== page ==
To play relaxed table tennis you need to get used to opening up your elbow for shots. This allows you to accelerate your forearm and generate more spin and power with less effort. If your forearms are always up though you are going to struggle to do this. You should keep shaking out your elbows. Let your arms hang straight in between points. Get used to having your arm close to straight in the backswing phase of your shot. Relaxing your elbow and having the freedom to open it up is going to help you play a much more relaxed game.

4. Shoulder

Good posture tells us to stand up straight and keep our shoulders back and chest out. This is good for you. You should sit, stand, walk and run like this. But you shouldn’t play table tennis like this and it is going to be difficult to have a relaxed shoulder if your shoulders are back.

The easiest way to tell if a player has their shoulders in the right place is to look at their back. If their shoulders are back then their back will be straight. Again, it would look good if they were weight lifting or picking up something heavy but it is no good for table tennis. Look at any professional player, playing in a relaxed way with a relaxed technique, and you’ll see that their back is actually curved. Their shoulders are forwards, not backwards, and their spine is pushing out, not tucked in between their shoulder blades.

So shoulders forwards. The best way to understand this is imagine you are a monkey or gorilla. Think about how they would stand (leaning forwards with a curved back) and what they would do with their arms (having their shoulders forwards and arms hanging/swinging underneath them). This might seem silly but this is pretty much the kind of position you want to be in. Get into that kind of gorilla position and then lift up your forearms so that the angle at your elbow is approximately 90 degrees, or slightly larger. Done.

5. Traps

Your traps (known as the trapezius muscle) make up a diamond at the top of your back. They go from your neck, all the way down to your mid back, and out over the bit in between your neck and your shoulders. Among other things they are your shrugging muscles. Shrug your shoulders up and you are using your traps.

I play with particularly tight traps. That is actually what Istvan is pointing out to me in the photo at the start of this post. He is shrugging his shoulders saying, “You look like this when you play, you need to relax your traps”, and I’m touching my traps saying, “Yeah, it all comes up once I start playing. I need to keep it down”.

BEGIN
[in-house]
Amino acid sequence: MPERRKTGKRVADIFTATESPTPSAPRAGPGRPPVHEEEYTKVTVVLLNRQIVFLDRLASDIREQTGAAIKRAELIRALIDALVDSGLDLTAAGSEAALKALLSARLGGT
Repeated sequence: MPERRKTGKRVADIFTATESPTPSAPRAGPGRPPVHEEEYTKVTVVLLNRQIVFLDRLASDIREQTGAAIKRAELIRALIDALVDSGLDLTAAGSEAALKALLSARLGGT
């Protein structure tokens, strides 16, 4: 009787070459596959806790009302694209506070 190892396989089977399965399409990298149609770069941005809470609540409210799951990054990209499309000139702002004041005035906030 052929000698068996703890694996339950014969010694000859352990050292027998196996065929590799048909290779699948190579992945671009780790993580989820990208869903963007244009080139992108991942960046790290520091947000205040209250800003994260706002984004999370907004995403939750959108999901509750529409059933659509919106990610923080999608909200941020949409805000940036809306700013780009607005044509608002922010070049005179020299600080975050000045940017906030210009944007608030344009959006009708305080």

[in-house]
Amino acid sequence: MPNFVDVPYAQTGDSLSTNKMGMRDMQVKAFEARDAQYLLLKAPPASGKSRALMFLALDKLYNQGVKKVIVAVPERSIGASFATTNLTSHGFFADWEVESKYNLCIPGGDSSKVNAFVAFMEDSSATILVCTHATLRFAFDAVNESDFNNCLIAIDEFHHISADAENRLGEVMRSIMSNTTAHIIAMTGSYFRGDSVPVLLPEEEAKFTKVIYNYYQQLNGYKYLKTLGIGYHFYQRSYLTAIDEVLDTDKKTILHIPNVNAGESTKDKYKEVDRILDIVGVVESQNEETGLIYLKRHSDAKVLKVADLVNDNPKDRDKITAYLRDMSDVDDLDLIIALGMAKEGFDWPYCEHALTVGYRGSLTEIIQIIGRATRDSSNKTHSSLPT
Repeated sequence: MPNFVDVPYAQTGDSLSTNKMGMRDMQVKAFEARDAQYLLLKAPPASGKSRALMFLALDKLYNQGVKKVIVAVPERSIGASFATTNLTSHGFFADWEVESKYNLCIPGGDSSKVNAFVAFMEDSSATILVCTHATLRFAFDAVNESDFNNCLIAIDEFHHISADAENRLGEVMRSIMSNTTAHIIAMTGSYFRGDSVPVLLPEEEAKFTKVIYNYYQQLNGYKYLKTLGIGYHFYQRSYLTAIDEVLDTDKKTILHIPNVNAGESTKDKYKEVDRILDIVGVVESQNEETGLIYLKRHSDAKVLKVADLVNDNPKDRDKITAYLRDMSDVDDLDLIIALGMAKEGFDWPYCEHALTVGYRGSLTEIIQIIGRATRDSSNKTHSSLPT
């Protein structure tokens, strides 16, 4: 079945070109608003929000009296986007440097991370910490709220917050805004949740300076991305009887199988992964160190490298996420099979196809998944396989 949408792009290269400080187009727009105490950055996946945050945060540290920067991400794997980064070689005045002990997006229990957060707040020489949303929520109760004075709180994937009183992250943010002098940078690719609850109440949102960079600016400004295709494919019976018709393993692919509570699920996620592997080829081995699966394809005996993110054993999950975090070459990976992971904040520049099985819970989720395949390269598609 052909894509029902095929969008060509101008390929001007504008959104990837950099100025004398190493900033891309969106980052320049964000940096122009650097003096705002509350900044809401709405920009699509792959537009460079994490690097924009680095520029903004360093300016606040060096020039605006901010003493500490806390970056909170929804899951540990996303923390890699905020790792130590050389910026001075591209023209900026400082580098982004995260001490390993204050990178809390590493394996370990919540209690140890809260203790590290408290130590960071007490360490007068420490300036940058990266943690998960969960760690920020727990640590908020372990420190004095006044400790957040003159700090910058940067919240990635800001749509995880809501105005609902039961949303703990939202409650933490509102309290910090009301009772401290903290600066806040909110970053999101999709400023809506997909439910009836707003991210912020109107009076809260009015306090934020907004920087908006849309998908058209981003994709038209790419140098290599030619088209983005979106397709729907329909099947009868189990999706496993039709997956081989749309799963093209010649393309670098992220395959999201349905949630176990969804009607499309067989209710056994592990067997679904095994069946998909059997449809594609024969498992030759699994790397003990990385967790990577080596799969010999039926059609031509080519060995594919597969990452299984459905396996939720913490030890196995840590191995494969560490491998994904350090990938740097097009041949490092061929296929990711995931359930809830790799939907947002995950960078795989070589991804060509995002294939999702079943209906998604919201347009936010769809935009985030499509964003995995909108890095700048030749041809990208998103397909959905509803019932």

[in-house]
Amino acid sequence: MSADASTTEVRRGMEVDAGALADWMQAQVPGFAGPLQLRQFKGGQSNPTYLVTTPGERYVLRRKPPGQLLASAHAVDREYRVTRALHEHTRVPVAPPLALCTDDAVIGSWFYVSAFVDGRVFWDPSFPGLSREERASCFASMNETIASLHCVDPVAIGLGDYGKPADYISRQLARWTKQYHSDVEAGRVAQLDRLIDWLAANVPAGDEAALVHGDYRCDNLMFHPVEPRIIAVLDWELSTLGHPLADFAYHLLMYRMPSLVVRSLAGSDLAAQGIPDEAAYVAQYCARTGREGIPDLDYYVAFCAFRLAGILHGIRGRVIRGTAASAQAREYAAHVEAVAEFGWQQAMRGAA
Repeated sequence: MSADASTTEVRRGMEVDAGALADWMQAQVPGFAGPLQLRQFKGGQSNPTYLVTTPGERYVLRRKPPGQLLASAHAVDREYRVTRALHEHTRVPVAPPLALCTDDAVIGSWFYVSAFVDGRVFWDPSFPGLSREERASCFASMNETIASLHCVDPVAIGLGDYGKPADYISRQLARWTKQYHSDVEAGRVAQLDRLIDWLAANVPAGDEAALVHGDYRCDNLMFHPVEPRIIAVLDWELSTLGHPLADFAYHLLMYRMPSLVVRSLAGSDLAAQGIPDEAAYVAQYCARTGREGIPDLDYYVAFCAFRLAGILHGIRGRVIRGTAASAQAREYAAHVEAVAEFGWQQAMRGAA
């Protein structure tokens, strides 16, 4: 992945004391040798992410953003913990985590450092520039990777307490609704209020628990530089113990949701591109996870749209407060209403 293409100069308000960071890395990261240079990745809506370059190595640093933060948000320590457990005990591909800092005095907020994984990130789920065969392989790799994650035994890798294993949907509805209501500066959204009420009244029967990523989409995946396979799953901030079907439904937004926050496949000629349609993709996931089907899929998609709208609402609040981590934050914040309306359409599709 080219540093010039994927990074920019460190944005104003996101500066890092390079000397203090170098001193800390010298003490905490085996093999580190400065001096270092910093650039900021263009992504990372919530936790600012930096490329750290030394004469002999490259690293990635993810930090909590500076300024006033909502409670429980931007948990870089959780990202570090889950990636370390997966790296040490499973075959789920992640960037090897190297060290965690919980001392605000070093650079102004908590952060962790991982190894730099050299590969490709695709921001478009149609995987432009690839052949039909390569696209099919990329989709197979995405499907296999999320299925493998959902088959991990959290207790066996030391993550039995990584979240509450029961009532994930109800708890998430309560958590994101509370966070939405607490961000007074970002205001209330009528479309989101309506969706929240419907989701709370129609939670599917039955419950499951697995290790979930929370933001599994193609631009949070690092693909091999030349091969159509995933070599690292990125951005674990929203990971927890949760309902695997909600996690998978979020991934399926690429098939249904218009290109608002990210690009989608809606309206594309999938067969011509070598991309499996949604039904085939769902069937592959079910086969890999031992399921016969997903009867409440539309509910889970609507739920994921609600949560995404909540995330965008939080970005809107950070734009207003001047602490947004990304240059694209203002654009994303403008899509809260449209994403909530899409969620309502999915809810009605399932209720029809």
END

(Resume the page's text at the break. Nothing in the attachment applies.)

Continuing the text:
I see this in plenty of other players too. Sam does the same thing. Once you shrug up your shoulders your arms lift. It can all lift about six inches in total. It is really difficult to play a relaxed style when you are constantly tense in your traps. It like when you are outside on a cold day and you shrug your shoulders up to your ears and contract your muscles to help keep you warm. Well, that contraction, that tightness, is going to lead to poor technique and probably injuries. I injured by back a few days into the camp and Lei Yang, my Chinese coach for the first week, said it was my technique that had done it. And he should know. He’s the technical trainer for the German National Team!

The importance of the core

This has been an absolutely mammoth post (I’m on 3,500 words already) so I am going to wrap it all up here with one last thought. It could potentially be the most important though, as it addresses a potential solution that may help you have a relaxed upper body and an explosive lower body when playing table tennis.

This was something that Fang, my Chinese coach for the second week in Denmark, told me in a one-to-one multiball session. She took me to one side and got me to take a big breath in through my nose. As I did my chest came out, my shoulders went back, and my center of mass came up. Then she got me to exhale all that air through my nose. As I did my shoulders dropped, my body naturally crouched down, and I could feel my center of mass come down to my stomach. My core of was tense. It felt heavy but balanced. Everything above my core felt light and relaxed.

Try it yourself. Stand up and take a deep breathe in through your nose. Hold it for a few seconds. Then exhale fully through your nose. You should be able to feel your center of mass move up and then down. You should feel balanced after exhaling. You should feel solid around your core. And it should feel like a good position for moving quickly. Also, your arms and shoulders should feel relaxed and loose. Able to play shots.

I’m going to film a YouTube video of me doing this at some point because I think it’s really valuable. Once I do I’ll add it to this post and send out an email to the ETT Academy so you guy can all see it.

Remember that you want to play table tennis in the state you are in after exhaling fully through your nose. You want to be low, balanced, solid in the core, and with your shoulder and arms loose so that they can play shots.

We (Sam and I) spoke to Mark Simpson via Skype today and he gave us the mantra; “fast feet, soft hands”. I really like that and I think if you can combine this breathing exercise with that mantra you are in a very good place to be playing ‘relaxed’ table tennis.

So that’s how to play ‘relaxed’ table tennis in 4,000 words or less. I hope you’ve enjoyed it. I’d love to hear your thoughts and ideas on the subject. Please leave a comment below and add to the discussion.

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Thank you.